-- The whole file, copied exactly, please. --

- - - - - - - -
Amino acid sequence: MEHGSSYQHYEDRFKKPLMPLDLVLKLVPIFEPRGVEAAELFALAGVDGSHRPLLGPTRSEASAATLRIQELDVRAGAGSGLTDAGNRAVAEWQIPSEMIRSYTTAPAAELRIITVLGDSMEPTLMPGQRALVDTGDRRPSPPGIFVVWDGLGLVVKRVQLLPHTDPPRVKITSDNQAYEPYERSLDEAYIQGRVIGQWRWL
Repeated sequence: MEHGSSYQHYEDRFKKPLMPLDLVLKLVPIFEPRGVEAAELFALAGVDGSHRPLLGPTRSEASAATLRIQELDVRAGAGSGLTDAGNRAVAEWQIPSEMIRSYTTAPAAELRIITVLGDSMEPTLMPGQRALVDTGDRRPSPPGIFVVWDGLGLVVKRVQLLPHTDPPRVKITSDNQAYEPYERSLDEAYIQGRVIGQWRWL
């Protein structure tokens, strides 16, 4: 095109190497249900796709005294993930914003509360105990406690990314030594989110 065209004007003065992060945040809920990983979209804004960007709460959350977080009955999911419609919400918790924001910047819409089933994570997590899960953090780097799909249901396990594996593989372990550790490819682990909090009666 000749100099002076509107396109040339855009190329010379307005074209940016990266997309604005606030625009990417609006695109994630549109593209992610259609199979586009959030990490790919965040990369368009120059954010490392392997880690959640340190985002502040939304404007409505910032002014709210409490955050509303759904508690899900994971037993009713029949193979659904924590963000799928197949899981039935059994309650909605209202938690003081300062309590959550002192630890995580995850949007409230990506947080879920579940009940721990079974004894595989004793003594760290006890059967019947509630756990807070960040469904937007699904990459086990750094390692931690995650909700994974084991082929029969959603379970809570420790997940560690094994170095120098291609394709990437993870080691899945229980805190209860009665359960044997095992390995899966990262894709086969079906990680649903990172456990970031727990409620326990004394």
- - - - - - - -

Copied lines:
Amino acid sequence: MEHGSSYQHYEDRFKKPLMPLDLVLKLVPIFEPRGVEAAELFALAGVDGSHRPLLGPTRSEASAATLRIQELDVRAGAGSGLTDAGNRAVAEWQIPSEMIRSYTTAPAAELRIITVLGDSMEPTLMPGQRALVDTGDRRPSPPGIFVVWDGLGLVVKRVQLLPHTDPPRVKITSDNQAYEPYERSLDEAYIQGRVIGQWRWL
Repeated sequence: MEHGSSYQHYEDRFKKPLMPLDLVLKLVPIFEPRGVEAAELFALAGVDGSHRPLLGPTRSEASAATLRIQELDVRAGAGSGLTDAGNRAVAEWQIPSEMIRSYTTAPAAELRIITVLGDSMEPTLMPGQRALVDTGDRRPSPPGIFVVWDGLGLVVKRVQLLPHTDPPRVKITSDNQAYEPYERSLDEAYIQGRVIGQWRWL
């Protein structure tokens, strides 16, 4: 095109190497249900796709005294993930914003509360105990406690990314030594989110 065209004007003065992060945040809920990983979209804004960007709460959350977080009955999911419609919400918790924001910047819409089933994570997590899960953090780097799909249901396990594996593989372990550790490819682990909090009666 000749100099002076509107396109040339855009190329010379307005074209940016990266997309604005606030625009990417609006695109994630549109593209992610259609199979586009959030990490790919965040990369368009120059954010490392392997880690959640340190985002502040939304404007409505910032002014709210409490955050509303759904508690899900994971037993009713029949193979659904924590963000799928197949899981039935059994309650909605209202938690003081300062309590959550002192630890995580995850949007409230990506947080879920579940009940721990079974004894595989004793003594760290006890059967019947509630756990807070960040469904937007699904990459086990750094390692931690995650909700994974084991082929029969959603379970809570420790997940560690094994170095120098291609394709990437993870080691899945229980805190209860009665359960044997095992390995899966990262894709086969079906990680649903990172456990970031727990409620326990004394």